Technology did first.

    Moments after an electronic review overturned what appeared to give his opponent a match point, Opelka pounded his 43rd ace to win his first ATP Tour title Sunday with a 6-1, 6-7 (7), 7-6 (7) victory over qualifier Brayden Schnur in the New York Open.

    "I put myself in a good position throughout the whole match and third-set breaker could have went either way,'' Opelka said. "That challenge honestly is probably the difference.''

    A night after overcoming six match points to beat top-seeded John Isner in the semifinals, Opelka needed six of his own to finish off Schnur in the matchup of first-time finalists.

    The 6-foot-11 Opelka hit 43 aces for the second straight match, making him the first player to hit 40 or more in consecutive best-of-three-set matches since the tour began tracking aces in 1991.

    Go USA!!

  6. #36


    ESPN: Tennis world reacts to Roger Federer's 100th singles title

    Roger Federer reached a momentous milestone on Saturday, becoming just the second male player to win 100 singles titles after American Jimmy Connors, who won 109. Federer reached title No. 100 with a 6-4, 6-4 win over Stefanos Tsitsipas at the at the Dubai Duty Free Tennis Championships.

    The numbers behind Federer's milestone accomplishment are staggering, as was the reaction on Twitter -- from Connors to Rod Laver and Billie Jean King to James Blake and Lindsey Vonn. Here are some of the best stats and social reaction to Fed's big moment:

    Federer's 100 titles by the numbers

    Here are some of the best numbers behind Federer's 100 singles titles (courtesy of ESPN Stats & Info):

    20: Grand Slam titles (most by any man all time)

    69: Hard-court titles (most by a man in the Open era)

    18: Grass court titles (most by man in Open era)

    15: Consecutive seasons with a singles title, from 2001-15. That's tied for the longest streak by a man in the Open era. (Rafael Nadal has an active straight of 15 straight seasons with at least one singles title.)

    33: Tour-level titles since 30th birthday (second-most in Open era behind Rod Laver's 44)

    4: Major titles since 30th birthday (tied for most in Open era)

    Go Federer!!

  7. #37


    per Axios Sports:

    18-year-old Canadian Bianca Andreescu stunned three-time Grand Slam champion Angelique Kerber, 6-4, 3-6, 6-4, yesterday to win the BNP Paribas Open at Indian Wells and capture her first career title.

    The big picture: At the start of the year, Andreescu was ranked No. 178 in the world and virtually unknown to casual tennis fans. Less than three months and three impressive tournament runs later, she's ranked No. 25 and the talk of the sport.

    Fun fact: Entering yesterday, Kerber had played in 28 finals on tour and won more than $27 million in career prize money. Andreescu had played in zero and won just $350,000. She tripled that in a matter of hours, earning $1.35 million for her victory.

    Go Gophers!!

  8. #38


    A nice win by Tiafoe tonight over Goffin.

    My son and I will be at the Miami Open tomorrow and we lucked out with a heck of a lineup on the Stadium Court: Halep, Federer (!!) and Isner in three consecutive matches.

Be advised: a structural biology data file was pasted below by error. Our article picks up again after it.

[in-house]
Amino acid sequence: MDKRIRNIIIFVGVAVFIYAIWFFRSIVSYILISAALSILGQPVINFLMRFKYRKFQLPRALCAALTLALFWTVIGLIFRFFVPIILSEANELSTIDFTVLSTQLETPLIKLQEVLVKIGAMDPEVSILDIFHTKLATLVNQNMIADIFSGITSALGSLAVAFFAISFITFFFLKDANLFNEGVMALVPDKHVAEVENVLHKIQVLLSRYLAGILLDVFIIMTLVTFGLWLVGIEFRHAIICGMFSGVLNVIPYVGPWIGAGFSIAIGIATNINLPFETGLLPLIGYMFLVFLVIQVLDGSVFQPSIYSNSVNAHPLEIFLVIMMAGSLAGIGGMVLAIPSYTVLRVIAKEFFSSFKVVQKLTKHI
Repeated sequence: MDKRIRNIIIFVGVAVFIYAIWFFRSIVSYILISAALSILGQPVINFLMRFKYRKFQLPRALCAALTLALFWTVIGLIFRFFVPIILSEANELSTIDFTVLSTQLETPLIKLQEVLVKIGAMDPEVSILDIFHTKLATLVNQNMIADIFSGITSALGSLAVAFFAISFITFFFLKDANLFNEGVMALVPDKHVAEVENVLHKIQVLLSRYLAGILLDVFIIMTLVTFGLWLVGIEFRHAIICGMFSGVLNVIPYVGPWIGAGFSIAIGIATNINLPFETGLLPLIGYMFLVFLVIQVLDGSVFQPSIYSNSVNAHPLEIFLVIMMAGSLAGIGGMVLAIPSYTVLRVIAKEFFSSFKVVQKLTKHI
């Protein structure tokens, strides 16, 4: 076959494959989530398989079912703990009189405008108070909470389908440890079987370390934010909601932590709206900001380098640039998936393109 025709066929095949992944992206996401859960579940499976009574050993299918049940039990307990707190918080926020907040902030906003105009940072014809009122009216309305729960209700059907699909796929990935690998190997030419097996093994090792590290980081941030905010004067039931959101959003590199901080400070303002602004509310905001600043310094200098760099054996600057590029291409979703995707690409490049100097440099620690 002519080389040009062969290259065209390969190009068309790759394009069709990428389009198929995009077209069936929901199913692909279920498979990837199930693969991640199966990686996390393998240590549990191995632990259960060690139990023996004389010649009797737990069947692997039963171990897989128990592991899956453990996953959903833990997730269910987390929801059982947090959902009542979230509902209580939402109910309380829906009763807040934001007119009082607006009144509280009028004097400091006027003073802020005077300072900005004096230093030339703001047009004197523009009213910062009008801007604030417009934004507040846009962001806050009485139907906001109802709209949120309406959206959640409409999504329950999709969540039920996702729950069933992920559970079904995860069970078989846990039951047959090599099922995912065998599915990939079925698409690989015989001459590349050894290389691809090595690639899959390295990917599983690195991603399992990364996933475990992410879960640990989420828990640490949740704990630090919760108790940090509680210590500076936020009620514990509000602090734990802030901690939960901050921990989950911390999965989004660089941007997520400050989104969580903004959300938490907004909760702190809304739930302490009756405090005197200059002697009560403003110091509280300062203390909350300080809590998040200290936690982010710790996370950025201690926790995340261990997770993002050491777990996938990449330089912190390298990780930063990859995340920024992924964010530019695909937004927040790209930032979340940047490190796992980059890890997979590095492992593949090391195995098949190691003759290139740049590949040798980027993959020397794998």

Go Federer!!

  9. #39


    Quote Originally Posted by BleedGopher View Post
    A nice win by Tiafoe tonight over Goffin.

    My son and I will be at the Miami Open tomorrow and we lucked out with a heck of a lineup on the Stadium Court: Halep, Federer (!!) and Isner in three consecutive matches.

    Go Federer!!
    That sounds like a blast. How was it? Now that I live out west, I'm tempted to spend a few days at Indian Wells watching some time.

  10. #40


    Quote Originally Posted by mplarson7 View Post
    That sounds like a blast. How was it? Now that I live out west, I'm tempted to spend a few days at Indian Wells watching some time.
    It was an incredible venue. James Blake was the Tournament Director and this was the first year the tournament wasn't in Key Biscayne and it will never go back. I've been to all 4 Grand Slam Tournaments, Indian Wells and a couple of smaller tournaments and this was by far the best fan experience of them all. I was really impressed with how thoughtful the amenities and fan environment were designed.

    Isner has an opportunity to defend his title though he faces Federer in the finals. In 5 matches this tournament, Isner hasn't dropped a set. 9 of his 10 sets have finished 7-6 and the only that didn't finished 7-5. Tiafoe had a good showing, he's definitely separating himself from the other young American's.

    This is Federer's 50th Masters 1,000 Final, that's incredible.

    mplarson7, I highly recommend going to Indian Wells if the timing works. It's a great tournament and always a loaded draw for both men and women.

    Go USA!!

  11. #41


    Pretty slow week in tennis, but first WTA tournament on clay is finishing up in Charleston.

    Keys got the better of Stephens in the quarterfinals, 76 46 62. She followed that up with a dominating semi-final performance today over Monica Puig, 64 60. She takes on Wozniacki tomorrow in the final.

  12. #42


    Great to see Keys pull out the title. I can't believe it's been a year and a half since her last title. Hopefully this is a springboard for a great summer for her.

    Go USA!!

  13. #43


    Great win, on clay even. Hopefully she can make some splashes in the European clay court season.

  14. #44


    One of the top young American women, 17 year old Amanda Anisimova, won her first WTA tournament this weekend:

    Go USA!!

  15. #45


    ESPN: After three years away, Roger Federer returns to clay

    When Roger Federer steps on court Tuesday night in Madrid for his first match on clay in three years, he will do so with hope and unburdened by expectation. Limited by injury to five clay matches in 2016 and having avoided the surface entirely in 2017 and 2018 to focus on Wimbledon, the 37-year-old is back -- and everyone, including his fellow players, is excited.

    Madrid has been rolling out the red carpet for the 20-time Grand Slam champion the past few days. In a country that has enjoyed Rafael Nadal's success for well over a decade, it is Federer's face that adorns most of the advertising posters around Spain's capital. When it was announced Federer would be playing at the Madrid Open, ticket sales went through the roof.

    "I'm happy that the decision I took last, I guess around December, when I started feeling like I definitely want to do the clay, that it was the right decision," Federer said in Madrid on Sunday. "I haven't looked back at the clay-court buildup yet or [at] everything that I have been doing [and thought] maybe I shouldn't have [done something or not]. I'm happy I'm here, and I'm happy I'm on the surface.

    "I have not high expectations in some ways, but at the same time, I also know that things are possible. Madrid always plays fast with the altitude, so [I am] intrigued to find out myself. But it's been good so far."

    Go Federer!!